by Michelle Bauer
Recently, I was asked to participate on a panel at Eckerd College in St. Petersburg to discuss the topic of communicating with boomers about lifelong learning and continuing education. The week of the event, the New York Times’ Tom Friedman published a column called “It’s a 401(k) World.” Friedman’s point is that in the course of the past ten years, the world has changed so fast that we can no longer afford to be passive participants at work or in life – our worth is being determined by how relevant we are and how we are contributing.
For younger generations, this challenge may not be that scary. It’s simply the way the world works now. Gen Ys and Millennials are just starting to navigate their lives and careers, and are already adept at using new technologies and social media that will enable them to pivot and learn new skills that much faster. For boomers struggling with how to reinvent themselves for a new career or to find meaning and purpose in their lives, the prospect of being continuously evaluated on your contributions and relevance can be downright terrifying.
Which is where the vital importance of continuing education comes in. If you’re a boomer and you haven’t yet embraced the concept of becoming a lifelong learner, please don’t wait any longer!
Identify Your Goals
If you’re feeling stuck or intimidated about how to proceed with your continuing education agenda, start by identifying your goals. Do you need to:
- Remain in your current job or profession?
- Stay engaged and fulfilled intellectually and socially in your retirement?
- Pursue an encore career in a field slightly to radically different from your lifelong profession?
Continuing Your Education
Once that goal has been identified, the type of educational path to choose becomes easier. For those who are currently employed, getting things like short term certifications, pursuing professional development opportunities such as lunch and learns or webinars, and even online free courses (MOOCs) from organizations like Udacity or Coursera can deliver learning directly to you – and in some cases, on demand.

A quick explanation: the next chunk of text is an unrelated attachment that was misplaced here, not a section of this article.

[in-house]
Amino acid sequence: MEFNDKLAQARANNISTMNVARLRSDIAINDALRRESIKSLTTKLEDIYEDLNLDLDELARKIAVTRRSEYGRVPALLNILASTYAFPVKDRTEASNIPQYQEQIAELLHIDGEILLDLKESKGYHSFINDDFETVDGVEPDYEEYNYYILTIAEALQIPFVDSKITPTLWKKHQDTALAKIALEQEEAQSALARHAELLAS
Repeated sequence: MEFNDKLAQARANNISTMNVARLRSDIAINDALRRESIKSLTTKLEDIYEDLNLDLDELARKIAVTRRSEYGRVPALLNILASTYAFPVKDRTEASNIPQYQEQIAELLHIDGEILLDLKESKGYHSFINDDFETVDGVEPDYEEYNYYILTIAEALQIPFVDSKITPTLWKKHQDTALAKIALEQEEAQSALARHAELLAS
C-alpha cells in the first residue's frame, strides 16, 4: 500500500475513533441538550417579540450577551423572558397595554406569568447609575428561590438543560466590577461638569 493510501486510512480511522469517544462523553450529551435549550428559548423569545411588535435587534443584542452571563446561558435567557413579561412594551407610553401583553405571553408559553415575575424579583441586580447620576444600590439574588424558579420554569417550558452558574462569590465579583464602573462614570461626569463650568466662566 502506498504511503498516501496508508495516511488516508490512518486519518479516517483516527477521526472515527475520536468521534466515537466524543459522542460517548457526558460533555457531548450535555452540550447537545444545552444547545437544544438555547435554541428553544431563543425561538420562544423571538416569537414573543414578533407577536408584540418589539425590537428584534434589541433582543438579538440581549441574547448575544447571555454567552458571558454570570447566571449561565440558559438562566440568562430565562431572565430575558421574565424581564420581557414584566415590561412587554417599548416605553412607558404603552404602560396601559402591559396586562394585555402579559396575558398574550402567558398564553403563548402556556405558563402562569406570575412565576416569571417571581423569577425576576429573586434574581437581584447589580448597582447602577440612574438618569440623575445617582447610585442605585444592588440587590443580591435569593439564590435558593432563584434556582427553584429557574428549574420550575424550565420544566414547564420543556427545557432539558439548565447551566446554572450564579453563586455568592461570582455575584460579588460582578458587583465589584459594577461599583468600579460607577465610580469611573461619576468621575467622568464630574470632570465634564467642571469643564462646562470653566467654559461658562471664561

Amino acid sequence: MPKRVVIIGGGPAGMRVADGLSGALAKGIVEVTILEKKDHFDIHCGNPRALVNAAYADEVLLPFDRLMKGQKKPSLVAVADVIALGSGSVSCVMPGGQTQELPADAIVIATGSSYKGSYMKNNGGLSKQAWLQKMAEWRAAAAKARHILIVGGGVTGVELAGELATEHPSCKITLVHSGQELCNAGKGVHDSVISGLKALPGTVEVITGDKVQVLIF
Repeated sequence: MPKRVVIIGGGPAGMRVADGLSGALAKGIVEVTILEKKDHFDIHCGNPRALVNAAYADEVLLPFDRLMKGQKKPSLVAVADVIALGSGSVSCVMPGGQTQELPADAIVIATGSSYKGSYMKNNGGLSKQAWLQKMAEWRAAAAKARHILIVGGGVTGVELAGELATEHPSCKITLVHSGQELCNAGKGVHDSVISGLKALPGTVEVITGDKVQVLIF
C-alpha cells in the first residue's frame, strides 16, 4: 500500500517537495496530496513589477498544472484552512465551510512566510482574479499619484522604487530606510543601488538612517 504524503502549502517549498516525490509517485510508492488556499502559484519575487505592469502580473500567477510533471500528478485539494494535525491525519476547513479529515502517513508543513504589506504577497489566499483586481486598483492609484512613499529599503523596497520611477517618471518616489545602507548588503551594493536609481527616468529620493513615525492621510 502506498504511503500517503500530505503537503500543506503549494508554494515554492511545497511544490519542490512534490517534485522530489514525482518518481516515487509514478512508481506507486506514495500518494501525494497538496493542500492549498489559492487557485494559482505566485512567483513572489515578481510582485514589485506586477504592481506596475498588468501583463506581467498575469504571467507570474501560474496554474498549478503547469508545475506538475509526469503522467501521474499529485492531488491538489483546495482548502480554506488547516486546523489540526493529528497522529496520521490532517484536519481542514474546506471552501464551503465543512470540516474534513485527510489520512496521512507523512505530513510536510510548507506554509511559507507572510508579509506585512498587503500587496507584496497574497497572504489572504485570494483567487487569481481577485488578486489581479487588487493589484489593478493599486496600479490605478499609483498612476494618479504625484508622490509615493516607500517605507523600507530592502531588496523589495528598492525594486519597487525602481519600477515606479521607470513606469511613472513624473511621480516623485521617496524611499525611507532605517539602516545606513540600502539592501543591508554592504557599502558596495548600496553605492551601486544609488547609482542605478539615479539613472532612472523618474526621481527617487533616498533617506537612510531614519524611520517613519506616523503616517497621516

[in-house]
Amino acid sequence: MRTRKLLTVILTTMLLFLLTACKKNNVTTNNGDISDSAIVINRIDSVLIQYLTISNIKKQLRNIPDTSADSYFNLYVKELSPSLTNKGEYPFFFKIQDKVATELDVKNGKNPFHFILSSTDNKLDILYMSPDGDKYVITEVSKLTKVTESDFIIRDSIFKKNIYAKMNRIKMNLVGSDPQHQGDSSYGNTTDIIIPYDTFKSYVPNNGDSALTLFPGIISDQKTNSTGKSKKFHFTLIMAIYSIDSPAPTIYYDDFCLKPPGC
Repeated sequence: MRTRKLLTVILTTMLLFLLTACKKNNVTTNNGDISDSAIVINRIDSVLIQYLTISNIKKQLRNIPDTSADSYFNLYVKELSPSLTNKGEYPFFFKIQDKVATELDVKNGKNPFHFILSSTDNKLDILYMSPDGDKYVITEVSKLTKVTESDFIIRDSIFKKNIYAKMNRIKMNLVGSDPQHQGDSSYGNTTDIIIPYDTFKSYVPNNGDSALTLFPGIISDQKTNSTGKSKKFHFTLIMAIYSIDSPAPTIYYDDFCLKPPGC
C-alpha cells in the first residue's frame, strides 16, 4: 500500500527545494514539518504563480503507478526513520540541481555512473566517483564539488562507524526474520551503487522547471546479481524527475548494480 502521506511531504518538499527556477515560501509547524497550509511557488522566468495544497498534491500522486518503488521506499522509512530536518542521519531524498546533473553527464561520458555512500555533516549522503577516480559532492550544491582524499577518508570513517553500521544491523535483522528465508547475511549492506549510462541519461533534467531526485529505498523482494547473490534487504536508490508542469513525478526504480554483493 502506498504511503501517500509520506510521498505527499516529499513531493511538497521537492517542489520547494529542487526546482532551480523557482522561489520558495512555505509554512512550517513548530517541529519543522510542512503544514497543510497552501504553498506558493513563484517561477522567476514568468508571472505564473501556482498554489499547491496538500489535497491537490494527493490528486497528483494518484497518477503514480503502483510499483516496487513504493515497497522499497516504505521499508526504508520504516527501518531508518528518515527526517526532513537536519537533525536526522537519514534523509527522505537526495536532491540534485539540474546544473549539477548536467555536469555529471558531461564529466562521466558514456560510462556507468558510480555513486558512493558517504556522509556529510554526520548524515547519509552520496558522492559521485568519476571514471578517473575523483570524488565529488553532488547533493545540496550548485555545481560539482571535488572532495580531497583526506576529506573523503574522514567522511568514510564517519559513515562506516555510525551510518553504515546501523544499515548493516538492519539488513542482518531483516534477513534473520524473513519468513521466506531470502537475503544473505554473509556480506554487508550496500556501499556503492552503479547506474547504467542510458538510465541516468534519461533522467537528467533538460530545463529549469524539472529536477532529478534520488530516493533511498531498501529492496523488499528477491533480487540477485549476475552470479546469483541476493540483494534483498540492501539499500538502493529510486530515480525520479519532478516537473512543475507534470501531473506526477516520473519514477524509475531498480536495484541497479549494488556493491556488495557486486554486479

If you are ready to retire and you’re in your 60s, chances are you’ll bore quickly and begin feeling like you’ve lost your identity if you don’t find a way to stay engaged. Most Americans who make it to 65 these days can count on living until at least 85. Staying involved in face to face as well as online learning opportunities not only keeps your mind sharp and prevents isolation and other social and health issues many seniors face as they age. Such activities can create brand new networks and impart new knowledge that will offer meaning for people personally, intellectually, and socially.
For those pursuing encore careers or embarking on a journey of personal reinvention, continuous learning is not only going to help you get where you want to be, it’s an essential skill that you can rely on when you reinvent yourself again… ten years from now!
Michelle Bauer is president of Common Language, a strategic communications and public relations firm located in downtown St. Petersburg. The firm’s specialty practice areas include health and wellness, technology, education, and community development. Common Language is the official media relations firm for the What’s Next Boomer Business Summit and the Silicon Valley Boomer Venture Summit and Business Plan Competition. Michelle can be reached at firstname.lastname@example.org or on twitter at @mcbauer.